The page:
I am so, so tired. This semester chewed me up and spit me out. I expected to feel triumphant upon finishing my final exam at 9:45 this morning, but I feel broken and weak and weary. Yet this brokenness is forced to coexist with the fact that I also did something I thought I had no chance of doing just two months ago: I finished a full course load during my first semester at UNC.

      Many people have told me that they are proud of me and/or that I should be proud of myself, but as appreciative as I am, I am struggling to embrace that sentiment. I cannot convince myself that I am proud of the semester, but I am relieved. Maybe relief is the best I can do right now.

Hannah & I – Mortality Beach Day

     On Sunday, particularly in the morning, I dealt with severe nausea, but I was determined to make it to church, because I figured that if I was going to have a completely empty stomach I might as well have a full soul. I stuffed my purse with plastic grocery bags, hoping that I could at least prevent my class and the congregation from hating me if I continued to be ill every 10-15 minutes. I drove to church, allotting myself 20 extra minutes because I was so sick, but was only a pinch away from driving straight to urgent care for IV fluids and injectable anti-nausea medication considering that in the 3 hours prior to when I sat down in my car to start the drive I had already vomited over a dozen times. I stayed in the right lane and became obsessively aware of all the places I could potentially pull over. I ran inside and threw up as soon as I made it to church, stared blurrily at my teary, bloodshot eyes as I washed my stiff, arthritic hands in the sink, and contemplated lying down on the carpet of the classroom for a few minutes before everyone arrived. I decided that even severely nauseous people can be classy, so I sat in a chair with my head rested on a pillow instead. In a true Christmas miracle, I began to feel like my vomiting was over, but I was exhausted and the reduction of the nausea forced me to finally notice the swelling in my hips.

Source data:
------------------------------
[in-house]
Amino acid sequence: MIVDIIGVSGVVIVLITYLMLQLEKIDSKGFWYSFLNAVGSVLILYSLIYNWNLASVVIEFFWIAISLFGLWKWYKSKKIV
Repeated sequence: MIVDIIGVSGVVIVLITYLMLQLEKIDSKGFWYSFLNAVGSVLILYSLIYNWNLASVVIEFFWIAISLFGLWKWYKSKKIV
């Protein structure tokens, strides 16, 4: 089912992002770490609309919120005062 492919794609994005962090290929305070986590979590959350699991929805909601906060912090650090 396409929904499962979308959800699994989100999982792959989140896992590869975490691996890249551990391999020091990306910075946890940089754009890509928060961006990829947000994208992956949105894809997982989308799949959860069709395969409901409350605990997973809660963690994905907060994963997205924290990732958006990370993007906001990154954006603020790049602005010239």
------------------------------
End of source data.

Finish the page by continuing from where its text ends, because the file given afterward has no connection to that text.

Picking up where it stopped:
During communion, I quite literally begged God to help me hold down the blood of Christ. I ate lunch successfully and thought I was completely recovered, and then upon drinking one small cup of water after an evening service I found myself vomiting in the church bathroom yet again. It was a day of desperation and defeat, especially considering that I had two exams yesterday and two today and no desire to study with such a painful stomach.

      I woke up yesterday feeling pure gratitude for my lack of nausea, but in the middle of my first exam my medical blessing was quickly replaced by a fever, sore throat, fatigue, and abdominal pain. I fought through and took another exam yesterday afternoon, submitted a final paper that is technically due on Wednesday last night (I am feeling miserable, but I need to be done), and finished my last final at 9:45 this morning.

      I walked out of the accommodations center this morning with the entire semester behind me yet with so much ahead of me. I was and am so exhausted. I walked down the stairs and out of the building feeling my hips and knees and ankles all too vividly, reflecting on what a difficult semester I have had and wishing that someone could wrap me up in a cloud to allow me to truly rest for a little while. Before  I could even make it outside, I threw up in a restroom, and now, even as I am writing this in a heated space, I am shaking uncontrollably from internal chills.